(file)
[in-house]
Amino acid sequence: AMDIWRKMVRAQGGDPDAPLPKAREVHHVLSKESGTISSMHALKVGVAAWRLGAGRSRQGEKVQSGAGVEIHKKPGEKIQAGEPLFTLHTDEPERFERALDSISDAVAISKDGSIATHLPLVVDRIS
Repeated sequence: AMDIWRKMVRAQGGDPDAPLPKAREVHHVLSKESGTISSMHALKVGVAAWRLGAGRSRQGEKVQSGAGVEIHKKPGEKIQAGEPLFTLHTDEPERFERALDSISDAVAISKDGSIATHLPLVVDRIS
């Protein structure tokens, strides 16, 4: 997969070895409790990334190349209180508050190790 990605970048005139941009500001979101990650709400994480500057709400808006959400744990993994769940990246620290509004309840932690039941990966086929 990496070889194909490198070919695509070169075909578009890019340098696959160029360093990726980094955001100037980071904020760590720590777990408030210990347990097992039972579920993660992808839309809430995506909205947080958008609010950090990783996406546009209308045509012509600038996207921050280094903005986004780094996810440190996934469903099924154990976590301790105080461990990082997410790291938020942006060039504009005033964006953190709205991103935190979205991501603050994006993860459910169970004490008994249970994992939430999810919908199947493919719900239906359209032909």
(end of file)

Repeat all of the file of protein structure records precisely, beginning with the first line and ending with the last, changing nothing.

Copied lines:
[in-house]
Amino acid sequence: AMDIWRKMVRAQGGDPDAPLPKAREVHHVLSKESGTISSMHALKVGVAAWRLGAGRSRQGEKVQSGAGVEIHKKPGEKIQAGEPLFTLHTDEPERFERALDSISDAVAISKDGSIATHLPLVVDRIS
Repeated sequence: AMDIWRKMVRAQGGDPDAPLPKAREVHHVLSKESGTISSMHALKVGVAAWRLGAGRSRQGEKVQSGAGVEIHKKPGEKIQAGEPLFTLHTDEPERFERALDSISDAVAISKDGSIATHLPLVVDRIS
């Protein structure tokens, strides 16, 4: 997969070895409790990334190349209180508050190790 990605970048005139941009500001979101990650709400994480500057709400808006959400744990993994769940990246620290509004309840932690039941990966086929 990496070889194909490198070919695509070169075909578009890019340098696959160029360093990726980094955001100037980071904020760590720590777990408030210990347990097992039972579920993660992808839309809430995506909205947080958008609010950090990783996406546009209308045509012509600038996207921050280094903005986004780094996810440190996934469903099924154990976590301790105080461990990082997410790291938020942006060039504009005033964006953190709205991103935190979205991501603050994006993860459910169970004490008994249970994992939430999810919908199947493919719900239906359209032909």